vi).       We hallow God’s name by reverencing (hallowing) Christ in our hearts as Lord, 1Pe 3:15 “But in your hearts revere Christ as Lord.” (“revere” is from “hagaizo” meaning to sanctify or to “hallow” as in the Lord’s Prayer.)


Perhaps none of us will ever realise all that is involved in praying that short phrase, “Hallowed be Your name” in the Lord’s Prayer. What I have written above may be just a fragment of the total meaning. If I were to attempt to express all those meanings in a few short sentences in prayer,  it may turn out something like this. “Heavenly Father I pray that in everything I say and do, I may bring glory to Your name. May Your name be honoured by every person on earth. Work in me and in them by the power of Your Holy Spirit that we may prove to be a holy people expressing Your life in us and Your love through us. In Jesus’ name we pray. AMEN”  

1). God described Himself as “God Almighty”. Why do we find it difficult to think of Him as having all might?

2). Jesus is often described as “the Lord Jesus Christ”. In what ways should that truth motivate us to live godly lives today?

3). We are to “hallow” God’s name. What sorts of human behaviour do hallow His name and what sorts of behaviour do not? 


Note 1. Other names for God include the following. “El” is used as a general name for God and for other so-called deities. “Elohim” the plural is used in a singular sense for God but is also used of false gods. Adonai (Lord, Master), El Elyon (The Most High God), El Olam (The Everlasting God), Elohim (God), Jehovah Mekoddishkem (The Lord Who Sanctifies You), Jehovah Nissi (The Lord My Banner), Jehovah-Raah (The Lord My Shepherd), Jehovah Rapha (The Lord Who Heals), Jehovah Sabaoth (The Lord of Hosts), Jehovah Shammah (The Lord Is There), Jehovah Shalom (The Lord Is Peace), Jehovah Tsidkenu (The Lord Our Righteousness), Qanna (Jealous).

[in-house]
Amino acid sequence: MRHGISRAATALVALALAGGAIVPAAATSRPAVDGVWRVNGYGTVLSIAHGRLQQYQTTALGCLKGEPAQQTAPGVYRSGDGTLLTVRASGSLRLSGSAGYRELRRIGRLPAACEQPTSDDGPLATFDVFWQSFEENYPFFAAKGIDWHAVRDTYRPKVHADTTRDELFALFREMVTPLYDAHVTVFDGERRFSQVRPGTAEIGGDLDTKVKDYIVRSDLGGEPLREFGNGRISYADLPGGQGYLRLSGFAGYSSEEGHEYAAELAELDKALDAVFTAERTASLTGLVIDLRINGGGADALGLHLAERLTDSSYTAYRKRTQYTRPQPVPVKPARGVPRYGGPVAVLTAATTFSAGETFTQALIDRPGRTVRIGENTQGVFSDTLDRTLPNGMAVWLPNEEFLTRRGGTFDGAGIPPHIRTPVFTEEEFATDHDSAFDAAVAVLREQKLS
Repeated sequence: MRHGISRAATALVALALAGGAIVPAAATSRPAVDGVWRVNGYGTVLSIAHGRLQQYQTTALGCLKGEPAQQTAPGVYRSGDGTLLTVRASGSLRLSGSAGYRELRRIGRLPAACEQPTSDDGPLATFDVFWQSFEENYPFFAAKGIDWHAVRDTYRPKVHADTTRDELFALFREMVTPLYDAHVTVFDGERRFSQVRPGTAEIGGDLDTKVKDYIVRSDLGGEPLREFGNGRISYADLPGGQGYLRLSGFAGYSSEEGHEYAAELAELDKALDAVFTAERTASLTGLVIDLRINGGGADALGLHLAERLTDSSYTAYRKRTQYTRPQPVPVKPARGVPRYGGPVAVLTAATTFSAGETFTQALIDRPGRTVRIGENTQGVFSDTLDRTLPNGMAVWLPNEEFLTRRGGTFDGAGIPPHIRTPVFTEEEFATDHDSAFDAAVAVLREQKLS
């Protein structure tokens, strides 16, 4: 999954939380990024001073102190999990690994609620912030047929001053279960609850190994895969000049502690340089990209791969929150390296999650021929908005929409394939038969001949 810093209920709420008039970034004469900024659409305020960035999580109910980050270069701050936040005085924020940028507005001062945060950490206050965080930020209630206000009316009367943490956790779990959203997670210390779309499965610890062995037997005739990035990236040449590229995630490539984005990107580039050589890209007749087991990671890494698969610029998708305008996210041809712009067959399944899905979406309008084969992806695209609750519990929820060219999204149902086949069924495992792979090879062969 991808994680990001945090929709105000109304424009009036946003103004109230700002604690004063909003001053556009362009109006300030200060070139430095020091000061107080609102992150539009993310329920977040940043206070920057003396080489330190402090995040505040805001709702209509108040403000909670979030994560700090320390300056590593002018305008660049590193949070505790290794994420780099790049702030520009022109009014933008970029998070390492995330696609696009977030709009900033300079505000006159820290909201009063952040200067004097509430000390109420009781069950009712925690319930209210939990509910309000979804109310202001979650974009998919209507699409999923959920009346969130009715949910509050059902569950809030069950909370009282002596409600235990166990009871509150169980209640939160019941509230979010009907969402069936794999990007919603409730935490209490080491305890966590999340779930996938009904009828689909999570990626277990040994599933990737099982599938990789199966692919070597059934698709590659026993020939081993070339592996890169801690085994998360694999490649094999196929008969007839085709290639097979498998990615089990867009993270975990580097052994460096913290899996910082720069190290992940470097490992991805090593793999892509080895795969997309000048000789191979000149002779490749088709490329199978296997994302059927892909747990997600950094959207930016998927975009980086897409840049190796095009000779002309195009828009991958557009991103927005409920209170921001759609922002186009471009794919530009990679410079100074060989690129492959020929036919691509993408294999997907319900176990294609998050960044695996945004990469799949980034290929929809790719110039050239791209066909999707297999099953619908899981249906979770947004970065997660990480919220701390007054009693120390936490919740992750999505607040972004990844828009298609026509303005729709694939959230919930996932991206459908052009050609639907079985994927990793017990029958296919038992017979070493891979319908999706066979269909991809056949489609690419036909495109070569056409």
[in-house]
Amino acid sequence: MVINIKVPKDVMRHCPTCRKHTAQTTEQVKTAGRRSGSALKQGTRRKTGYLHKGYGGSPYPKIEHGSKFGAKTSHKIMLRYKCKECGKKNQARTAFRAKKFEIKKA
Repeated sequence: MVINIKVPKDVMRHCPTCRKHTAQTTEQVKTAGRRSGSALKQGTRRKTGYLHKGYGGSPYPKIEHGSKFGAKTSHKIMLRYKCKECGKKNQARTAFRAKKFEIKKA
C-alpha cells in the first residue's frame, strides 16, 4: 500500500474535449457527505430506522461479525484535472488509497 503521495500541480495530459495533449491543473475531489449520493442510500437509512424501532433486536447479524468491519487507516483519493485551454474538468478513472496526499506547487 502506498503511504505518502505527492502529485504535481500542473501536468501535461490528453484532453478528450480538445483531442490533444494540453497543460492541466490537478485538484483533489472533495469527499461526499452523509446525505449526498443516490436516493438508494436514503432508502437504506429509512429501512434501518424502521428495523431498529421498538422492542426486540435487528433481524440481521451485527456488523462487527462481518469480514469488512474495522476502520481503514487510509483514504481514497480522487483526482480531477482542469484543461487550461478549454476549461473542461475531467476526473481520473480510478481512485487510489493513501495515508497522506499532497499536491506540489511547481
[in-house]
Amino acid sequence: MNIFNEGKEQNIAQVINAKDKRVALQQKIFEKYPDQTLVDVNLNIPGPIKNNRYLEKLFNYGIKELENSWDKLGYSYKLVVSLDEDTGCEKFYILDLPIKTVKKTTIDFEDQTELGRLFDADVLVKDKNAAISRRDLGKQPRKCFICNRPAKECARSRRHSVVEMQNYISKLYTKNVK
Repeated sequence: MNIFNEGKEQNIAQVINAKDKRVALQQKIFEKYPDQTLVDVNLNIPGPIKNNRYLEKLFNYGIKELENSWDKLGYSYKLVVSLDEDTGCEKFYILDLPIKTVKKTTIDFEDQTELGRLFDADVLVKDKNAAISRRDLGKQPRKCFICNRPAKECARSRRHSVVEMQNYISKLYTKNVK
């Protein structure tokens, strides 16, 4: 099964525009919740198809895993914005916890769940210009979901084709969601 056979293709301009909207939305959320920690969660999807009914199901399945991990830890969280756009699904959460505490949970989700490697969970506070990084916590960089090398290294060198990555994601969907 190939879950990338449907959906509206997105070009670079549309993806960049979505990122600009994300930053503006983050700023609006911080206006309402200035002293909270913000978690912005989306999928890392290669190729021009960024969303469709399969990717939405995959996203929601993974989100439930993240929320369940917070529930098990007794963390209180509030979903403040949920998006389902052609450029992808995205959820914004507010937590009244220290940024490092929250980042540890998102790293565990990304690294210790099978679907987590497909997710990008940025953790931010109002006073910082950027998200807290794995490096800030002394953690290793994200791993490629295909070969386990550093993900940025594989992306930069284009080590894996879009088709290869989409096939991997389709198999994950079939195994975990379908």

Note 2. “Theos” is used of false gods in in the singular in Acts 7:43 and 12:22 and as the plural “theoi” in Acts 7:40, 14:11, 19:26, 1 Cor 8:5, Gal 4:8.

Note 3. God as “Saviour” in found in Luk_1:47, 1Ti_1:1, 1Ti_2:3, 1Ti_4:10,  Tit_1:3,  Tit_2:10,  Tit_3:4,  Jud_1:25.

Blog No. 174.  Jim Holbeck. Posted Thursday 18th February 2016


About Jim Holbeck

Once an Industrial Chemist working for the Queensland Government but later an Anglican minister in Brisbane, Armidale and Sydney. Last position for eighteen years before retirement in 2006 was as the Leader of the Healing Ministry at St Andrew's Cathedral Sydney.
This entry was posted in Bible verses. Comments, Creation, Forgiveness, GROUP DISCUSSION MATERIAL on "The Lord's Prayer", Healing, Prayer, Salvation, TOPICS and tagged , , , , , , , , , , , , , , , . Bookmark the permalink.